The Biggest Surprise in 'Solo: A Star Wars Story'
[This story contains spoilers for Solo: A Star Wars Story.]
The revelation of who was really running the evil show of Solo: A Star Wars Story might have confused as many fans as it thrilled.
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It certainly divides Star Wars fandom into those who only keep up with the movies and those paying attention to other avenues of storytelling, because while movie-only audiences saw Darth Maul fall to his death in the first of the Prequel Trilogy, those who kept up with the franchise's animated adventures know very well that he survived and remained a pointed-headed thorn in the side of the Jedi for years to come.
The final minutes of Solo reveal that Darth Maul is in charge of Crimson Dawn, the criminal organization Emilia Clarke's Qi'ra is loyal to. As in Phantom Menace, he's played by Ray Park. The voice work is provided by Star Wars Rebels' Sam Witwer.
Although movie audiences apparently saw Maul (Park) killed by Obi-Wan Kenobi in 1999's Star Wars: Episode I — The Phantom Menace, it turned out that being cut in half and then falling into a seemingly endless hole wasn't quite as lethal as it would be assumed; 13 years later, the animated series Star Wars: The Clone Wars revealed that, as it happened, Maul had survived both events and was already looking for revenge.
The 2012 final episodes of The Clone Wars' fourth season reintroduced Darth Maul, driven insane and without his memory as the result of his injuries. Discovered after more than a decade by his brother, the wonderfully named Savage Opress, he was eventually restored to mental health and given a new cyborg upgrade to replace his missing legs, setting him up for a life of revenge and mischief-making in a galaxy already torn apart by seemingly endless warfare.
To this end, Maul found himself first joining a terrorist group called Death Watch, before using that as a basis for the creation of a crime syndicate with the Hutt family and other nefarious individuals known as the Shadow Collective. Led by Maul and Opress, the Shadow Collective set about overthrowing the government of Mandalore, with the intent of building a new power base for himself.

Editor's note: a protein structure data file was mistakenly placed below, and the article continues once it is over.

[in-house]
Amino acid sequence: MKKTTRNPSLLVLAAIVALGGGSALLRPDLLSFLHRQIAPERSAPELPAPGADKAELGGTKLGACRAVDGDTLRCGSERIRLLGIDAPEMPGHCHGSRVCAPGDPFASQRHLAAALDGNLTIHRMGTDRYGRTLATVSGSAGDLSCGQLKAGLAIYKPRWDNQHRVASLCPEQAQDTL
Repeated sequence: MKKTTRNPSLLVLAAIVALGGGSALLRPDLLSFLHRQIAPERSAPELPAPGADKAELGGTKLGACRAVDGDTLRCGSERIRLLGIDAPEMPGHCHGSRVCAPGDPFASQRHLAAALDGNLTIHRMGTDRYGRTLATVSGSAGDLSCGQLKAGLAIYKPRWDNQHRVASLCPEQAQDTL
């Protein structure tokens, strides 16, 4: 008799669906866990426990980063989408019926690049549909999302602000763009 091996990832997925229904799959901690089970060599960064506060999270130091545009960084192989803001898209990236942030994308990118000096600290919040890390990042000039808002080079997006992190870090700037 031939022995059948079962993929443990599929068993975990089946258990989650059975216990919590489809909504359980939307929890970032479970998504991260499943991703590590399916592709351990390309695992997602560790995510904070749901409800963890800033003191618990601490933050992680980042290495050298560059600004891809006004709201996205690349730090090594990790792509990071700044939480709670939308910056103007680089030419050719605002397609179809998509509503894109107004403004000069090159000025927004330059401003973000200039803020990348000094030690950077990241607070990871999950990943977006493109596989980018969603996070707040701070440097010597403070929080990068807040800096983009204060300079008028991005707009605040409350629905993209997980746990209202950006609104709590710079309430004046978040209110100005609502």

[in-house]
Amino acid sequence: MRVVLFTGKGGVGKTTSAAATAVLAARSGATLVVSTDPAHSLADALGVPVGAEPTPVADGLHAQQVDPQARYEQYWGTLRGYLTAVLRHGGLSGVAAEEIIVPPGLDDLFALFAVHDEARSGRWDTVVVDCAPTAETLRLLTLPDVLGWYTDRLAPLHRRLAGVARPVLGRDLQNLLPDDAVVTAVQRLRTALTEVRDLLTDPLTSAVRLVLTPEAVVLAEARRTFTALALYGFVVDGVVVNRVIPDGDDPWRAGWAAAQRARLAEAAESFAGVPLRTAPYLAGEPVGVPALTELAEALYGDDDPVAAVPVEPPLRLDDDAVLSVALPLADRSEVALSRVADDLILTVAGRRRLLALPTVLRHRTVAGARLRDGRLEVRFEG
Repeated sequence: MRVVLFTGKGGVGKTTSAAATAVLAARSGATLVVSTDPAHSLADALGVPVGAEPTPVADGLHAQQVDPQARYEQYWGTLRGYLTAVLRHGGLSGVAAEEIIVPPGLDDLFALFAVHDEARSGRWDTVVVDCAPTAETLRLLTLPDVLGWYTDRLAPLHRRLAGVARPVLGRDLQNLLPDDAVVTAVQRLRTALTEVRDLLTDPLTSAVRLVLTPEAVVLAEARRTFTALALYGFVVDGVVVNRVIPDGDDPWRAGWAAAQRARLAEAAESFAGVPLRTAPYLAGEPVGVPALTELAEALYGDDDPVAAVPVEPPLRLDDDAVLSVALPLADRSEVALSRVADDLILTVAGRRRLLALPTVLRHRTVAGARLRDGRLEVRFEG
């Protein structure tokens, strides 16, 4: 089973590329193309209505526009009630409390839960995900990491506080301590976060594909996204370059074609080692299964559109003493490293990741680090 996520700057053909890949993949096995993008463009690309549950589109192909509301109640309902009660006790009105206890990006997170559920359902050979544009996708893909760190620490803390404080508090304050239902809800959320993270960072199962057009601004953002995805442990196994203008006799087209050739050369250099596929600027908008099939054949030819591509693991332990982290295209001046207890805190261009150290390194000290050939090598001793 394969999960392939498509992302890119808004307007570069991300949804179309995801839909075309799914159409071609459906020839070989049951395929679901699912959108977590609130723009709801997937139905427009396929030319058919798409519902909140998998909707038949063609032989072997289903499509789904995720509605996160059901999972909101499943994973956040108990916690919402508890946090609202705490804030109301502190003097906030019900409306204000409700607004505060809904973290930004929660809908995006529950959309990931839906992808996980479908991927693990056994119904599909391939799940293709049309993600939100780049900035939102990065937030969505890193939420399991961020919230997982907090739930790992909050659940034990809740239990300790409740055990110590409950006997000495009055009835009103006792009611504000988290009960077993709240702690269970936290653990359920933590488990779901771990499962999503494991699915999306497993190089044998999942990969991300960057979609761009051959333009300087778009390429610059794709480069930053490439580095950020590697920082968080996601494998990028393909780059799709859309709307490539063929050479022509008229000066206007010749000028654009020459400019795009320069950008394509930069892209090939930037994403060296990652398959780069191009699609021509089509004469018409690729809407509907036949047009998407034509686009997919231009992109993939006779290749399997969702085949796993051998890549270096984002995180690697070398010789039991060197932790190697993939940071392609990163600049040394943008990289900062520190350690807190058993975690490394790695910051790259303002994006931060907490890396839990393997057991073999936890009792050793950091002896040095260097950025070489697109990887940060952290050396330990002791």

All this really does, however, is draw the attention of both Obi-Wan Kenobi and Darth Sidious, his former Sith mentor. Maul confronts both separately, and although he defeats Kenobi, the fight with Sidious goes far worse, with Maul's brother murdered and Maul himself left broken and humiliated as Sidious tells him that he has been replaced as the Sith apprentice, but can still serve a purpose, which, at that point, is left unexplained.
All of the above runs through the fifth season of Star Wars: The Clone Wars. Sidious' plan for Maul was revealed in a 2014 comic book miniseries, Star Wars: Darth Maul — Son of Dathomir, based on an unproduced storyline from the Clone Wars cartoon. Sidious used Maul as bait to draw out Maul's mother, who he believed was a threat to his plans, while also crippling the Shadow Collective for the same reason. Sidious' plans were successful, although Maul himself escaped. A 2016 novel, Star Wars: Ahsoka, revealed that Maul had fled to Mandalore, only for the planet to be freed by Republic forces; he fled, again.
Although Maul plays an important part in the Star Wars: Rebels animated series — and, in fact, is killed in that series by none other than Obi-Wan himself — his appearance in Solo: A Star Wars Story predates those appearances. Instead, Solo falls directly into a 15-year gap in Maul's history that had, previously, been assumed to see him desperately seeking power and making bad choices in that pursuit. (His 2016 return in Star Wars: Rebels suggested that he had been trapped on a planet for some time, with the implication being that he had, perhaps, been there since he'd last been seen by audiences.)
As such, it raises questions about what, exactly, happened to Crimson Dawn between the events of Solo and Star Wars: Rebels — and what pushed Maul into, and then back out of, the role of crime lord, anyway? If nothing else, the surprise cameo at the end of Solo suggests that there's still much more to Maul than meets the eye. Not bad for a character most people assumed was dead 19 years ago.
by Graeme McMillan
by Aaron Couch
by Ryan Parker, Patrick Shanley